Submitted to: International Journal for Parasitology
Publication Type: Peer Reviewed Journal
Publication Acceptance Date: 10/9/1997
Publication Date: N/A
Citation: N/A Interpretive Summary: Cryptosporidium parvum is a worldwide pathogen of newborn calves causing severe diarrhea and sometimes death. Knowledge of the ability of newborn calves to mount an immune response is vitally important for the development of any vaccination scheme or other induced immune protection. The present series of experiments elucidated the types of cells and cytokines present and absent at the site of Cryptosporidium infection in young calves. These findings indicate that the cytokine interleukin-12 (IL-12) might play a role in the cascade of activities leading to protection and therefore suggests that the administration of a gene-cloned bovine interleukin-12 could stimulate protection in very young immunologically immature calves.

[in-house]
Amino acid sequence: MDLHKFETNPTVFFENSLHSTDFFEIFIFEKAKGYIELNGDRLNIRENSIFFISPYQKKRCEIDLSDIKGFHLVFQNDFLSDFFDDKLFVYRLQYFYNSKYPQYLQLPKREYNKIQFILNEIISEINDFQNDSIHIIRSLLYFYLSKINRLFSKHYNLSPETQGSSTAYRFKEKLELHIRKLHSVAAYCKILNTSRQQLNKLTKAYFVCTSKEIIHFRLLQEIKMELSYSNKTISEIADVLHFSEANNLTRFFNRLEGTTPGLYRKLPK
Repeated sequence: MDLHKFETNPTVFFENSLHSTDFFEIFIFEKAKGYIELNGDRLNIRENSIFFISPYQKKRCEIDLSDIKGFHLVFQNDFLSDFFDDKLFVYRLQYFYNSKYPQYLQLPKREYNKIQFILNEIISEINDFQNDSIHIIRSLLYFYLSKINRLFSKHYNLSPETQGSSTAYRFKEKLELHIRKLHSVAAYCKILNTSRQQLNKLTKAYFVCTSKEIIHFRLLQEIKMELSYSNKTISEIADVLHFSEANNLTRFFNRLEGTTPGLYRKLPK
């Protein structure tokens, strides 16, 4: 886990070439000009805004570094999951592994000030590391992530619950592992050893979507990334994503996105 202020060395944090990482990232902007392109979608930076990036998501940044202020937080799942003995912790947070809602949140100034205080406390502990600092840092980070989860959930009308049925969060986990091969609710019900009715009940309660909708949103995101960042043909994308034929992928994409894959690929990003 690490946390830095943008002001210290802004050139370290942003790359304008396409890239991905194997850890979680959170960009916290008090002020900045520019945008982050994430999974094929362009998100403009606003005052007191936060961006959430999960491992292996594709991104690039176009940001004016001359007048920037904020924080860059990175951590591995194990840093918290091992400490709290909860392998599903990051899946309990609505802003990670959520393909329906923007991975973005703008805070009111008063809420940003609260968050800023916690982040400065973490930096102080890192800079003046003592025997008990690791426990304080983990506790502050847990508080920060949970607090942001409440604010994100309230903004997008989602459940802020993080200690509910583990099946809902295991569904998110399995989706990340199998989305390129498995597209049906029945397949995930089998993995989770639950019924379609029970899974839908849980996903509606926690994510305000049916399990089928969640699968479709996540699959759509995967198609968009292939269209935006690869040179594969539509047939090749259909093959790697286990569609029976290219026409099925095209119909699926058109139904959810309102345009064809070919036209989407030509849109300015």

Technical Abstract: Twenty six experimentally infected calves were monitored daily for oocyst excretion. All began excreting oocysts 3 to 6 days p.i. Most calves (n-23)_ excreted oocysts for 6 to 9 days with a daily range from 4 x 102 to 4.15 x 107 oocysts/g/ of feces. Over half the calves excreted peak numbers of oocysts 6 to 8 days p.i. Diarrhea, observed intermittently beginning as early as day 3 p.i.,lasted 4 to 16 days and varied greatly in severity from calf to calf. In a second study, 9 of 18 calves were orally inoculated with 5 x 106 oocysts between birth and 2 days of age and 9 remained uninfected. Monoclonal antibodies for cell surface markers indicated substantial increases in CD4+ and CD8+ T cells in the intraepithelial lymphocyte (IEL) population of the ilea of infected calves at 7 to 9 days of age. RT-PCR demonstrated increases in mRNA for IL-12 and IFN-y that correlated with increases in both CD4+ and CD8+ IEL cells. Increased mRNA for IL-12 and IFN-y from lamina propria lymphocytes correlated with increased numbers of CD8+ cells. No changes were found in IL-2, IL-4 or IL-10 mRNA levels. However, IL-15 mRNA, possibly from epithelial cells contaminating IELs, was decreased in infected calves and had a negative correlation with increases in CD4+ cells. No differences were detected in mRNA levels for cytokines from lyph node lymphocytes.